Are you signed up for Unabridged? Unabridged is a separate downloadable audio book service which provides a totally accessible web-based library of narrated digital audio books. We are thrilled to introduce a new collection of books to the Unabridged program. The new School Download Library offers 740 titles, organized by grade level.
This collection features a diverse selection of classics, modern literature, math, science, and picture books. Authors in the collection include Jane Austen, William Shakespeare, Mark Twain, Ray Bradbury, Charles Dickens, Beatrix Potter, and Margaret Atwood. These books are always available - anytime, anywhere.
Books can be enjoyed on a variety of devices that you already use. Once downloaded to a laptop or PC, you can transfer the book to many MP3 and CD players that are compatible with OverDrive audio books and eBooks. Contact the Library to sign up for Unabridged.
Tom Sullivan, notable Perkins alum and accomplished author, musician, actor, and athlete, is one of those people who knows how to turn a disadvantage into an advantage! He shared his many secrets of success at this year's Perkins Founder's Day ceremony held on November 15th when he enchanted an audience of over 100 Perkins trustees, alumni, staff, students, and library patrons and described how he learned at an early age to view his blindness as an asset, living life to its fullest and developing his many extraordinary talents.
Perkins students listened in awe as Sullivan described his school day adventures at Perkins, which included a chance meeting with 80 year-old Helen Keller, whom he happened to encounter as he was being disciplined in the Perkins Director's office on a past Perkins Founder's Day. With a great sense of humor, Sullivan described how Keller had cheered him on for his exuberant (if sometimes willful) spirit that later allowed him to pursue his many dreams. Sullivan's stories illustrate his refusal to let his blindness stand in the way of accomplishing great things in his life.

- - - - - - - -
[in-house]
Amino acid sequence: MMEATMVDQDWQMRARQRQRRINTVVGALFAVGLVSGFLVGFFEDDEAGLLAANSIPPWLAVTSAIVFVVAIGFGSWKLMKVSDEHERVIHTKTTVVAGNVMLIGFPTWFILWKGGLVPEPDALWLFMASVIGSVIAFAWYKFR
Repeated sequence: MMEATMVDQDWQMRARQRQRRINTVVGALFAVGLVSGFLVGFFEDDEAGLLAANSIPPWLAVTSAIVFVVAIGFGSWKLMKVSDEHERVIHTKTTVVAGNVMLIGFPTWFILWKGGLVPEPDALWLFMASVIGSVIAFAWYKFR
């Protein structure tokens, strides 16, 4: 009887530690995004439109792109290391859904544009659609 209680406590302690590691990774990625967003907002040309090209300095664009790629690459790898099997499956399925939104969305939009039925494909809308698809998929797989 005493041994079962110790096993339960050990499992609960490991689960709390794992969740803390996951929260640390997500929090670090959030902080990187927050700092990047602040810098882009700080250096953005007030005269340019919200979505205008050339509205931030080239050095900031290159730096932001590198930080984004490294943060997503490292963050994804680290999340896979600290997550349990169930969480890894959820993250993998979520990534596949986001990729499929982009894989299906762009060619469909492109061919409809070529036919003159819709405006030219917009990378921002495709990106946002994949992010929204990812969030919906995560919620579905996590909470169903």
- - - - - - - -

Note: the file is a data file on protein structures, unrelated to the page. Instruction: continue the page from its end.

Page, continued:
Sullivan has appeared as a special correspondent for ABC's Good Morning America and in shows such as Fame, Mash, and Mork and Mindy to name just a few. He recently trained the well-known actor, Ben Affleck, on playing the part of a blind person for Ben's 2003 film Daredevil.
People enjoyed listening to Sullivan's piano accompaniment while sharing his original songs. Sullivan pointed out that although it has been difficult for him in ways, blindness has also enabled him to use his other senses more fully, allowing him to develop his true passions and devote himself to his interests. His motto, "I can" was an inspiration to staff and students, and the voices of members of the audience heartily echoed these words.
Sullivan has written many books, and we have several in our collection. His newest title, Adventures in Darkness, was made available at the event in both print and cassette by Newtonville Books and is now available on cassette from the Perkins Library (RC 63856). Adventures in Darkness will be coming out as a film this summer. Two other titles are also available through the Library: If You Could See What I Hear (RC 35991, BR 2848), which later became a major motion picture and Seeing Lessons: 14 Life Secrets I've Learned Along the Way (RC 63861).